The outcome of last week’s United Nations climate change conference in Cancún, Mexico, has put the negotiation process back on track, a UN official said today, outlining some of the key agreements reached at the meeting.
Progress was made on “all fronts” that Secretary-General Ban Ki-moon had identified before the conference, Robert Orr, the Assistant Secretary-General for Strategic Planning and Policy Coordination, told reporters at UN Headquarters.
“The fact that there was a hunger for a deal and a recognition of the stakes showed that governments have come to grips with the fact that their negotiation suffered a blow in the previous year and it was their responsibility to get it back on track,” said Mr. Orr.
Agreement was reached on anchoring climate change mitigation commitments of all countries into the formal process of the UN Framework Convention on Climate Change (UNFCCC).
“We now will have a system for receiving those commitments for monitoring, reporting and verifying those commitments,” Mr. Orr said. “There will be a process that will be quite transparent,” he said.
A deal was also struck on deforestation and land use, a development that is expected to “unlock capital” for forest conservation efforts because close to a one-fifth of the accumulation of harmful greenhouse gases has been blamed on deforestation. “This agreement framework will have concrete impact on the ground,” Mr. Orr said.
On climate change financing, progress was made on the “fast-track financing” which will require developed countries to raise $30 billion over a three-year period to help poor countries cope with the consequences of climate change.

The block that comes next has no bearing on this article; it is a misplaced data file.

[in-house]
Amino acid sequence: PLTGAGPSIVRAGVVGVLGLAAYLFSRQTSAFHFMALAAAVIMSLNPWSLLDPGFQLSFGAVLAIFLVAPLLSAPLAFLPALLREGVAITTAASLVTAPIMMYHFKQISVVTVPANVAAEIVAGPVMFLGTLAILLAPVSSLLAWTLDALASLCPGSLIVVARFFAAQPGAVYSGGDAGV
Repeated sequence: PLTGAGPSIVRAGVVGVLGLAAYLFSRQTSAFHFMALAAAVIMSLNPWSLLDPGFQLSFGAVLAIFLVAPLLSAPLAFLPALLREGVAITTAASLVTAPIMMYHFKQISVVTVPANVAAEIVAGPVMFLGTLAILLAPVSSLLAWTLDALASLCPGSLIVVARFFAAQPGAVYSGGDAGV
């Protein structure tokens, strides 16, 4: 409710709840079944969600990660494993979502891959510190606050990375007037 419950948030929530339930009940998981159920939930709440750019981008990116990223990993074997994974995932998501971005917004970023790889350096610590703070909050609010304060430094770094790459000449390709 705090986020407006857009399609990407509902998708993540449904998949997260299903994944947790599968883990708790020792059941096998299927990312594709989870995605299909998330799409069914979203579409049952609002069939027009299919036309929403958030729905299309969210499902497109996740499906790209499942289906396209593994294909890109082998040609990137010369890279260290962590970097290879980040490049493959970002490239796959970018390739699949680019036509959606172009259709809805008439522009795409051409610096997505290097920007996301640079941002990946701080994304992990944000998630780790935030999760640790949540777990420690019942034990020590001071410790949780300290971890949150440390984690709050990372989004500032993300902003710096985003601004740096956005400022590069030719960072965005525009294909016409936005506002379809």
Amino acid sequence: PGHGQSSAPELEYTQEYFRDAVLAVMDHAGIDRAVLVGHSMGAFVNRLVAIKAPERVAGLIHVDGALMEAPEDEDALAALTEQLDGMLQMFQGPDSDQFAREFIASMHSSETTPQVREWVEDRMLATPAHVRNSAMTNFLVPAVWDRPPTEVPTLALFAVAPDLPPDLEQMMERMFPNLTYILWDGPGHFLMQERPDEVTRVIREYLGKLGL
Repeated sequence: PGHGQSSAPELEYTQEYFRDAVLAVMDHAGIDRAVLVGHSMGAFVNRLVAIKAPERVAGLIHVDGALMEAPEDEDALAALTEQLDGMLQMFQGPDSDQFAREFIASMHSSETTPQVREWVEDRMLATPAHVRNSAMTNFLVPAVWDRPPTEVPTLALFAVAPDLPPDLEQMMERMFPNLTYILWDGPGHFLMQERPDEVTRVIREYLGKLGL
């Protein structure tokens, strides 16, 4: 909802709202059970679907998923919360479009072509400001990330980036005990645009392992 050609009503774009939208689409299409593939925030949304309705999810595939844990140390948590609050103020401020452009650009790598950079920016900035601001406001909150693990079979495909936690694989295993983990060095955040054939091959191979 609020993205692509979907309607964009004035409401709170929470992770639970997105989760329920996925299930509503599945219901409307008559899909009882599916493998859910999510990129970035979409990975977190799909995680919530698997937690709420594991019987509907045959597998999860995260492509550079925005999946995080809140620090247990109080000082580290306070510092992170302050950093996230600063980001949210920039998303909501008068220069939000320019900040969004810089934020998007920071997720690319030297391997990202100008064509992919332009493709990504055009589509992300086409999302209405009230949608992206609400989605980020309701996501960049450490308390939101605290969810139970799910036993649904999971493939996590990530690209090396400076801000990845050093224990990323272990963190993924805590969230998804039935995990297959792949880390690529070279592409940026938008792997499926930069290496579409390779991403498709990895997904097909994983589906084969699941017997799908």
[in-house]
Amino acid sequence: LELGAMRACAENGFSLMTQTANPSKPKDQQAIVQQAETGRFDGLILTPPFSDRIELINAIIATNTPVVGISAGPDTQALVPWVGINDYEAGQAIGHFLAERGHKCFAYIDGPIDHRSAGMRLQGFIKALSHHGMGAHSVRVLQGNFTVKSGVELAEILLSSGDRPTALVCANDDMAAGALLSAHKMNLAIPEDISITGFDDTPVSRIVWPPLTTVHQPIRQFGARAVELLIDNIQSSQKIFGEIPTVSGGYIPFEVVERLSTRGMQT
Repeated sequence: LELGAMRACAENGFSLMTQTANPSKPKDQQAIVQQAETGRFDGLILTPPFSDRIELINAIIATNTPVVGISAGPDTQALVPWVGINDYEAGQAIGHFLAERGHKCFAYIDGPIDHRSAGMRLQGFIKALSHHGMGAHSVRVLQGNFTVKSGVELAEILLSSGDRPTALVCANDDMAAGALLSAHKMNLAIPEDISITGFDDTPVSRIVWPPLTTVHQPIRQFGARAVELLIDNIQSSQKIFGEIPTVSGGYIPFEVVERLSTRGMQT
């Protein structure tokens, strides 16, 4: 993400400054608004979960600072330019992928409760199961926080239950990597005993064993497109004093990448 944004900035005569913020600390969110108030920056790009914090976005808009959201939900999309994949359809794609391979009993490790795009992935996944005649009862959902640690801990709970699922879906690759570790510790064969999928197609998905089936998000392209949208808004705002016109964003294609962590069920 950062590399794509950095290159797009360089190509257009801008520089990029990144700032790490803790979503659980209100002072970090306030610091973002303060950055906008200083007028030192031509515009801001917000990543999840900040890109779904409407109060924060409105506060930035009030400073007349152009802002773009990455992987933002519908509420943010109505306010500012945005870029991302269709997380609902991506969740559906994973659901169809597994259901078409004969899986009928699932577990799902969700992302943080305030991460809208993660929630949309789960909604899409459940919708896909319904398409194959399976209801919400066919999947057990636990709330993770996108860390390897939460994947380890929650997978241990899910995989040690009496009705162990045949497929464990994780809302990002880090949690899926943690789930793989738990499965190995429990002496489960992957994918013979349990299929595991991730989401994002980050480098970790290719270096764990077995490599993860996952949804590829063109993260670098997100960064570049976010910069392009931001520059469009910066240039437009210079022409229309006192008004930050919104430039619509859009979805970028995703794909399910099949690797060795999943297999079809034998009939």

“The agreement in Cancún is important in that it establishes a mechanism to register and track these [financing] commitments,” Mr. Orr said.
Delegates also reached agreement on the proposed longer-term “green climate fund” and endorsed the report of the Secretary-General’s High-level Advisory Group on Climate Change Financing, which concluded that while challenging, the goal of raising $100 billion annually by 2020 is feasible. Details on the fund’s set-up have still to be worked out.
On the future of the Kyoto Protocol, an addition to the Convention that contains legally binding measures to reduce greenhouse gas emissions, and whose first commitment period is due to expire in 2012, the Secretary-General’s call for a compromise was accepted with delegates agreeing to ensure that there was no gap. Negotiations on the second commitment phase of the Protocol will continue.